Philippines' peace accord blocked
The Supreme Court prevented the signing of a territorial accord between the state and MILF, a rebel group, Monday. Opponents had called the deal unconstitutional.
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For the US government, a durable peace accord would be vindication of its diplomatic and aid initiatives on Mindanao, including a decision after the Sept. 11, 2001, terrorist attacks on the US not to designate the MILF as a terrorist group.
In February, US Ambassador Kristie Kenney traveled to Mindanao to meet the MILF's chairman. The US and other major donors have pledged to ramp up aid to sweeten any peace deal.
By crafting a compromise on historic territorial claims, the Philippines can offer a lesson for other countries such as Nepal, Indonesia, and Thailand trying to quell separatist violence, says Steven Rood, country director of the Asia Foundation. "The MILF can provide something of an example to other similar insurgency movements, and the government in Manila can provide an example to other governments trying to keep the [peace] process moving forward," he says.
Many competing interests
Adding to the complexity of the current talks, a 1996 peace deal between the Philippine government and MNLF carved out an autonomous region in Mindanao that covers four provinces.
The MILF wants to absorb that region into a new, larger jurisdiction, subject to local referendums. Some former MNLF leaders have objected to the dilution of their power base.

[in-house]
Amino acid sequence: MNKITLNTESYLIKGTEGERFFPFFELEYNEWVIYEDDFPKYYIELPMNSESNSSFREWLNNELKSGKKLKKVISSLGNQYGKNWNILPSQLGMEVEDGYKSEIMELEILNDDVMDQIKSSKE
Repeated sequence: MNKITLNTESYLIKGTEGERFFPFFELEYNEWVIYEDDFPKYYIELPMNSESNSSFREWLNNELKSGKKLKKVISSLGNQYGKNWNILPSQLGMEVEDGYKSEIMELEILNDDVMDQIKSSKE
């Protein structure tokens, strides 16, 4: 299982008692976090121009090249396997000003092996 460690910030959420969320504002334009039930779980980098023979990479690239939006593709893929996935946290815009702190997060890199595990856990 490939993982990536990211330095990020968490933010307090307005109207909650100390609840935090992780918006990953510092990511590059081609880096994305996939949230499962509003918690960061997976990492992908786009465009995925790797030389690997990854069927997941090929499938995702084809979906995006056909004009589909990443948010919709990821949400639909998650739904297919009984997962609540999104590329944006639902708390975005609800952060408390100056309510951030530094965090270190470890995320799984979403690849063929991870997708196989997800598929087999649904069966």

The MILF claims 712 additional districts on behalf of the Bangsamoro people. Christian politicians object to the creation of these autonomous districts within their provinces.
In recent months, low-level violence has flared in MILF strongholds. MILF leaders deny sanctioning attacks on civilians but warned of rising frustrations within their ranks. That's a pressure tactic the MILF often uses, analysts say.
"The prospect of a return to full-scale war is fairly remote. Neither side can sustain it," says Scott Harrison, executive director of Pacific Strategies and Assessments, a consultancy in Manila.
The peace talks come as Mindanao gears up for elections on Aug. 11 in the existing autonomous region known as the Autonomous Region in Muslim Mindanao (ARMM).
Last week, Ms. Arroyo asked lawmakers to postpone the elections, but met stiff opposition in the Senate. The administration said electing ARMM officials to three-year terms would complicate the creation of a new jurisdiction. MILF leaders have played down the impact on their peace talks.
Separately, Arroyo's opponents in Congress claim that amending the Constitution to cement an MILF peace accord could be used to also extend the president's term that ends in 2010.
The Philippines only allows presidents to hold office for one six-year term. Arroyo took power in 2001 after President Joseph Estrada was forced to step down, then won an election in 2004 that was dogged by fraud complaints.